Though it is preferred to use small-size, inexpensive light-source equipment instead of an argon laser for the purpose of producing fluorescence, a semiconductor laser capable of emitting light in the blue region is not available at the present time. Of course there are semiconductor lasers which produce light in the red through infrared regions, but fluorescence cannot be obtained with light sources that operate in these wavelength regions.
Accordingly, an object of the present invention is to provide an optical particle analyzing apparatus which uses a flow cytometer, wherein smaller size and lower cost can be achieved by improving the light-source equipment.
According to the present invention, the foregoing object is attained by providing an optical particle analyzing apparatus in which a large-size, costly light source such as an argon laser is not used as the light source for exciting particles in a specimen to fluorescence, but rather in which use is made of small-size, readily available and easily maintained lamp-type light-source device such as a halogen lamp, mercury-arc lamp or tungsten lamp.
More specifically, the foregoing object is attained by providing an optical particle analyzing apparatus for classifying and enumerating particles, comprising a flow cell, means for passing particles such as cells stained with a fluorescent stain through the flow cell in the form of a fine particle stream, means for irradiating an irradiating zone in the fine stream of particles with two types of light, means for detecting respective ones of scattered light and fluorescence produced by the particles in the zone, and means for processing and analyzing signals out-putted by the detecting means, wherein the two kinds of light which irradiate the irradiating zone are a laser light beam, emitted by a laser light source and a lamp light beam, which has a wavelength shorter than that of the laser light beam, emitted by a lamp light source, the laser light beam and lamp light beam intersect each other at the irradiating zone to irradiate the same, the irradiating laser light beam is narrowed to a beam narrower than the lamp light beam in a direction in which the particles flow, there is provided a signal processor for signal-processing a scattered-light signal, which results from the laser light beam and is detected in the irradiating zone, and a fluorescence signal, which results from the lamp light beam and is detected in the irradiating zone, and when the fluorescence signal is signal-processed by the signal processor, the scattered-light signal is used as a timing signal for this signal processing.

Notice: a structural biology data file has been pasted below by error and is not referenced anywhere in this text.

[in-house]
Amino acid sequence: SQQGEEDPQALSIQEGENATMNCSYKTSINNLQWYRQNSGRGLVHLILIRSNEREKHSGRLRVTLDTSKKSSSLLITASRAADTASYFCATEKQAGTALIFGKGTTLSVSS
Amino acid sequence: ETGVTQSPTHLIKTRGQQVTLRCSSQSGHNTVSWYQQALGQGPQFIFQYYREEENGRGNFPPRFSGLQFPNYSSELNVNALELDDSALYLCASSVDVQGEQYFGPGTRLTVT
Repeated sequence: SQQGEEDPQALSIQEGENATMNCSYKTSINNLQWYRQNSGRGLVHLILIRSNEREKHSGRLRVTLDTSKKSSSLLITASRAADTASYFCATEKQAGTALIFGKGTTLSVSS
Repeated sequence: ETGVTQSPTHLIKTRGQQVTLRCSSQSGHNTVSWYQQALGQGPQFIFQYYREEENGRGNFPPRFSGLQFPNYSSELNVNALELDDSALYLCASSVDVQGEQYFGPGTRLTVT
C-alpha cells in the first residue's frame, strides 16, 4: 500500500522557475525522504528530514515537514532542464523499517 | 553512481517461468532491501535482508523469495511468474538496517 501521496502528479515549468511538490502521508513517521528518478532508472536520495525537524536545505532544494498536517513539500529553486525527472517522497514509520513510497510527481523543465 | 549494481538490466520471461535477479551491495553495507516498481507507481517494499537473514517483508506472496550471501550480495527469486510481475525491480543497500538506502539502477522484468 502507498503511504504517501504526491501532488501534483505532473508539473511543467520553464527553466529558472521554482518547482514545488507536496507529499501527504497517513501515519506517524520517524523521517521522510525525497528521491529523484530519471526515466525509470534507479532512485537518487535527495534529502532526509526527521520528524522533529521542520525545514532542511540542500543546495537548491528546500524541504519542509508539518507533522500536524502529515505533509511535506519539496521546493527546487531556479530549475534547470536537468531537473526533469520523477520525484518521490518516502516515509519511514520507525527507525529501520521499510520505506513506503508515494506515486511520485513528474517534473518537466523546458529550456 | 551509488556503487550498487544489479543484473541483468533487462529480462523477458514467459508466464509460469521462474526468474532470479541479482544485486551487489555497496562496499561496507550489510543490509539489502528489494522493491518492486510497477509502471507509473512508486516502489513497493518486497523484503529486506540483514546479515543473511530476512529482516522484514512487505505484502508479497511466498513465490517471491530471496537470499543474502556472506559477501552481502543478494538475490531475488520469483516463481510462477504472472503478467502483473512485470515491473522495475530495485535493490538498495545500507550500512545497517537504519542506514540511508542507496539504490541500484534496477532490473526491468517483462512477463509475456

In a preferred embodiment, the laser light source is a semiconductor laser.
Further, the optical particle analyzing apparatus of the present invention is characterized in that the irradiating light beams composed of the laser light beam and lamp light beam intersect each other at an angle of approximately 90°, and forward-scattered light and side fluorescence, which result from the laser light beam and lamp light beam, respectively, and are emitted in the same direction, are detected upon undergoing wavelength selection.
The apparatus is further characterized in that the irradiating light beams composed of the laser light beam and lamp light beam intersect each other at an angle of approximately 90°, and forward-scattered light, which results from the laser light beam and is emitted in a first direction, as well as side-scattered light and back fluorescence, which result from the laser light beam and lamp light beam, respectively, and are emitted in a section direction, are detected.